In 1943 Thomas and Macnamara had their second child, and Thomas had the first of many affairs. Most of the affairs did not last long. When Macnamara discovered them Thomas would apologize and make conciliatory gestures to get back in Macnamara's good graces. While living in London, the threat of bombs was all too real. It was during this period that Thomas would write his well known lyric poem "Fern Hill" about a time when life was simpler and more carefree. At that time he also wrote movie scripts and scripts for the radio. A long-term contract with BBC Home Service radio landed him a job that lasted for a year. After this contract concluded, the BBC kept him on the air as a freelancer. They never hired him permanently though his shows were extremely popular. The station cited his excessive drinking as the reason. Thomas also worked as a voice actor on several radio programs, but despite having a lot of work he drank most of his earnings away.

The Kindness of Friends

Because they were penniless, Thomas and Macnamara went to visit A.J.P. Taylor (1906–90) and Margaret Taylor to ask for a temporary residence. A.J.P Taylor was a noted historian and his wife a socialite who loved Thomas's work and attempted an affair with him. Margaret allowed them to stay in the garden house though her husband disapproved vehemently. The Thomas family would move two more times before finally obtaining a small home in Laugharne called the Boat House. This home was purchased by Margaret for the Thomas family in 1949. Thomas moved both of his parents to live closer to him during this time because of his father's declining health. Macnamara had their third child in 1949 and Thomas's father became gravely ill. He wrote his famous poem "Do not go gentle into that good night" (1947) for his father who died some years later in 1952.


In 1950 Thomas was invited to America to do a series of readings in New York. As a result of his celebrity, he was invited to many parties where he never failed to indulge in alcohol to excess. Often he was obscene, intoxicated while performing, and often shocked the elite who attended such events. He had an affair while in the United States, and Macnamara found out about it. When a second invitation to America was offered in 1952, she went with him just to keep an eye on him. There was much alcohol consumption during that visit to America as well and it exacerbated his asthma. While resting he recorded "A Child's Christmas in Wales" (1952) on vinyl record. He is credited for creating the first audiobook.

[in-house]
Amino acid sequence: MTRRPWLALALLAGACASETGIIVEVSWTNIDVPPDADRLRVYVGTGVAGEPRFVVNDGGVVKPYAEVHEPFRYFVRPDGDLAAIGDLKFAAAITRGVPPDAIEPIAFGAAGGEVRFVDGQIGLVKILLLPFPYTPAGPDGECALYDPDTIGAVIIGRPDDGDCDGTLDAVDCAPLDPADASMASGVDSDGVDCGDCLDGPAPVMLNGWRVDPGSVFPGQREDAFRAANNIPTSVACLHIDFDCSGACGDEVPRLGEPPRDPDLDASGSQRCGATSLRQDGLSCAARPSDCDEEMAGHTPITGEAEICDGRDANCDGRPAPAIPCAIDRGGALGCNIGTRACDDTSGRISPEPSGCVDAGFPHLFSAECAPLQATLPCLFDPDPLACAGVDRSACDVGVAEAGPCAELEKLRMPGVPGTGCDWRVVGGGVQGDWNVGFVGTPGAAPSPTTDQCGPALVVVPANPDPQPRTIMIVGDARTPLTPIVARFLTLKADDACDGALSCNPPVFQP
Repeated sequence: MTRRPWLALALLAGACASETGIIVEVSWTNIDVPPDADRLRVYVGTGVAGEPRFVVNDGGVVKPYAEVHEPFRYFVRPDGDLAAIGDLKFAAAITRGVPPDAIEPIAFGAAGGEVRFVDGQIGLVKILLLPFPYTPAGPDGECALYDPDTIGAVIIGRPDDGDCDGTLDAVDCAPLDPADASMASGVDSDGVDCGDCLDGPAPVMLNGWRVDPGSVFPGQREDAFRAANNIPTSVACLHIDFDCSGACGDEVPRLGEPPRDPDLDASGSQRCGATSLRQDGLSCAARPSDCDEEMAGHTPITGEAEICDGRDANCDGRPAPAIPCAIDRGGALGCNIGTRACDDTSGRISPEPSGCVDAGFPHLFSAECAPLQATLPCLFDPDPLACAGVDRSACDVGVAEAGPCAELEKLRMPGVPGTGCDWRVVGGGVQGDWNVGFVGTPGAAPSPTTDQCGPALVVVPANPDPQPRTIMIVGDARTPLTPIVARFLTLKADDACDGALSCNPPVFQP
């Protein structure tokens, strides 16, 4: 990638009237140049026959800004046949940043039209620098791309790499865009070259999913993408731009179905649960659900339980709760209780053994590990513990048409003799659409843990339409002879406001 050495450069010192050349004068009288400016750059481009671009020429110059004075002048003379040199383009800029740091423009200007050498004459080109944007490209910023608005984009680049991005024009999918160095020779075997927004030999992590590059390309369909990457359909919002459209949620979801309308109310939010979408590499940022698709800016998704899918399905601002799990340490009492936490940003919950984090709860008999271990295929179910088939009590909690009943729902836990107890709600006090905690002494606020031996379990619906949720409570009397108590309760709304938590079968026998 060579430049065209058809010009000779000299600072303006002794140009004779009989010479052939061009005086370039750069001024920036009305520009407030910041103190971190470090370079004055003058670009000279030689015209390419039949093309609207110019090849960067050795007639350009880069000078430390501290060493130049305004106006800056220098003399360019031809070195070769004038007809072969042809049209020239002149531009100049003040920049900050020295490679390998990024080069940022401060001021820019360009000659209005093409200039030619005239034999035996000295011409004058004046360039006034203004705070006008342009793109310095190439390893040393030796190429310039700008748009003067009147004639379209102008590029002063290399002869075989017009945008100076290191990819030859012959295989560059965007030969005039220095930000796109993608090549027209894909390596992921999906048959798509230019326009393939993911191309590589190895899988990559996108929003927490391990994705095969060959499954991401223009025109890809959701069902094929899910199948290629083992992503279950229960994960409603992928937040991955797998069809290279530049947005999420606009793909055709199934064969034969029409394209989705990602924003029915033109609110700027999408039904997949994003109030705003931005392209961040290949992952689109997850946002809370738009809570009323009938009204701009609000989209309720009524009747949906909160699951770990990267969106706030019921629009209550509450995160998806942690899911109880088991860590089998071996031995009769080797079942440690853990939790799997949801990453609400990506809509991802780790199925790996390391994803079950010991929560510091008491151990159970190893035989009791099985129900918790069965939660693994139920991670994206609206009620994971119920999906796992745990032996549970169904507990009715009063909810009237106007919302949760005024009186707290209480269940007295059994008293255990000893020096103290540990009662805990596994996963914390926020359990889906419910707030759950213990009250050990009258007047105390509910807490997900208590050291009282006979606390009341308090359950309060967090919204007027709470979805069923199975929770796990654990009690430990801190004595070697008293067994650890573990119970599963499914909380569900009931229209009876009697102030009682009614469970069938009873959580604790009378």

The year 1953 was rough for Thomas. His father had died around Christmas the year before, and the loss of Thomas's family members continued into 1953. His sister died of liver cancer, his wife had an abortion, three of his friends died, and a close patron killed herself. Despite the personal tragedies, Thomas's literary career was still on the rise. A collection of poems called Collected Poems 1934–1952 was released to great acclaim. He was awarded the Foyle poetry prize but his health continued to decline.

A third tour of America occured in 1953 without Macnamara by Thomas's side. He had an affair with a colleague's secretary and became so drunk at one point that he fell down a flight of stairs. His mistress had him treated by her doctor for a myriad of medical issues including a broken arm. Upon returning home he finally completed a long-term manuscript called Under Milk Wood and sent it to be copied. He received the manuscript but promptly lost it in a pub. His health continued to decline and there were rumors that he was blacking out on occasion.

Death in America

Thomas's last book tour in America happened at the end of 1953. He went primarily to oversee production of his radio play Under Milk Wood (1954). The blackouts he suffered in London continued to plague him in the United States and were more frequent. One of his former mistresses became his secretary and routinely obtained doctors to treat Thomas's declining health. He celebrated his 39th birthday but did not stay long at the party because he felt unwell. The next few days saw Thomas engaging in non stop drinking appointments. He had difficulty breathing upon returning to his hotel room. His secretary immediately called an ambulance and he was taken to the hospital. She also called his wife who flew to America immediately. When Macnamara saw the state her husband was in, she flew into a rage and accused everyone she could think of for killing him. On November 9, 1953 Dylan Thomas slipped into a coma and died in the hospital.The doctors originally ruled Thomas's death was caused by alcohol poisoning. However, it is now thought that he was suffering from pneumonia, bronchitis, and emphysema from years of smoking. Thomas's body was sent back to Wales for burial and the funeral was filmed and shown in theaters.


Dylan Thomas's work continues to resonate throughout the world long after his untimely death because of his work's ability to capture intense emotions and its use of a very musical style. Bob Dylan (b. 1941) was born with the name Robert Zimmerman and changed his name as a tribute to the poet. Paul McCartney (b. 1942) of the Beatles also credits the poetry of Thomas as the reason his bandmate John Lennon (1940–80) started writing songs. Thomas's ability to take the local and ordinary and make them universal is a style that is copied to this day.